7. I have a physical, coordination, manual dexterity, or strength (example: handling objects)
  8. I have a physical illness and/or pain (examples: diabetes, epilepsy, heart condition, kidney disease, lung disease, rheumatoid arthritis)
  9. I have a speech and language disability (not caused by hearing loss)
  10. I have a disability not listed, please describe
  11. I am not a person with a disability

Which of these best describes your disability status?

(This list represents the 21 nationally recognized disabilities in the country of India as of the 2016 Rights of Persons With Disabilities Act)


  1. Blindness
  2. Low-vision
  3. Leprosy Cured persons
  4. Hearing Impairment (deaf and hard of hearing)
  5. Locomotor Disability
  6. Dwarfism
  7. Intellectual Disability
  8. Mental Illness
  9. Autism Spectrum Disorder
  10. Cerebral Palsy
  11. Muscular Dystrophy
  12. Chronic Neurological conditions
  13. Specific Learning Disabilities
  14. Multiple Sclerosis
  15. Speech and Language disability
  16. Thalassemia
  17. Hemophilia
  18. Sickle Cell disease
  19. Multiple Disabilities including deaf-blindness
  20. Acid Attack victims
  21. Parkinson’s disease
  22. I am not a person with a disability

These options split our population into more and more groups, resulting in smaller and smaller groups, which due to the nature of the basic tools of quantitative data science, lead to wider and wider confidence intervals (ie., less certainty on our certainty dial).

I want to be clear, I’m not advocating for one of these examples over another. What categories you create depends on what you want to understand and how you want to go about doing so.

What I am saying is that there is a trade-off in creating more and more categories. “List everyone!” is a natural inclination if you care about representation and inclusivity, and/or detail and nuance, yet as your sub-groups represent smaller and smaller segments of your population the certainty difference between the largest group – i.e. (depending on your population!) “I am not a person with a disability” – and your smallest group is going to get bigger; the gap grows wider.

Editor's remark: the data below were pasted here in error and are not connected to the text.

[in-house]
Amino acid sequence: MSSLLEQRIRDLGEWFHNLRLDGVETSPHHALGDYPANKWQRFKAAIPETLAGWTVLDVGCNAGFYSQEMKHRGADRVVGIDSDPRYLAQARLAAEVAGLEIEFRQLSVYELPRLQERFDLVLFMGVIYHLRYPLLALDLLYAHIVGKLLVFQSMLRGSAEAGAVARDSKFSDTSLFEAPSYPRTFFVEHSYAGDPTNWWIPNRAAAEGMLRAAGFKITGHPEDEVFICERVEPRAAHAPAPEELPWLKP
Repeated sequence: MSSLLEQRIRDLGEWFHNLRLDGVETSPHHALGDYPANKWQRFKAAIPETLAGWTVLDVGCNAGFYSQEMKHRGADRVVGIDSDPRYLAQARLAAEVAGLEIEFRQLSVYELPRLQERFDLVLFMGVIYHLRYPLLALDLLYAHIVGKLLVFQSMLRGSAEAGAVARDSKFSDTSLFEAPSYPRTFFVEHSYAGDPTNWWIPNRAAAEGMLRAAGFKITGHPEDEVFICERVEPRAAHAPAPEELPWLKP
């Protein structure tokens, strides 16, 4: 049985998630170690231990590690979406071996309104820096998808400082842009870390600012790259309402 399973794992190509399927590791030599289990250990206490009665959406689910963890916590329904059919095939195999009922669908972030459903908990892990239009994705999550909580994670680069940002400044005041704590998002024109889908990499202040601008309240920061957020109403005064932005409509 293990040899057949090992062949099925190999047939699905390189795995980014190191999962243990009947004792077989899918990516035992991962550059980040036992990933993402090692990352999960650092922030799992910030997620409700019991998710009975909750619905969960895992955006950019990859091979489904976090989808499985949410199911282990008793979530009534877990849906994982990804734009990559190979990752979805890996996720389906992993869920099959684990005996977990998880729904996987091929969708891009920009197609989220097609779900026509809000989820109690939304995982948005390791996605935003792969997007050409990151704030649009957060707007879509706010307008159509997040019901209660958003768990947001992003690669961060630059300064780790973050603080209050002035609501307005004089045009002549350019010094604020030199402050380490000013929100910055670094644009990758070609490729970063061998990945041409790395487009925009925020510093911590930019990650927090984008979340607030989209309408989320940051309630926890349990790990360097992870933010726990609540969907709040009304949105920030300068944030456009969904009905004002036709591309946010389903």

If the most powerful or privileged category in your project is also the largest, you’ve inadvertently just privileged them further by creating the most certainty for their results and the lowest certainty for those in categories with the fewest people. That “certainty privilege” means we will frankly know more about the larger groups. This is a crucial equity issue when we create our public policies, design our products, draft our laws, or evaluate our services using data.

Do not despair! The point of the Identity Sorting Dials is to help identify the sweet spot amidst the ineluctable compromise between certainty, fit, specificness, and ease (not just in data collection, like we’re talking about today, but also in analysis and reporting!).

There are all kinds of cool ways to flip problems like this, especially when we approach our data categories from the ground up, exploring novel and more effective ways to get the detailed and humanizing data we want without crafting a set of boxes that screw over the very people we’re trying to understand or support.

When it comes to identity, we draw the boxes and we are responsible for the varying levels of certainty that they create.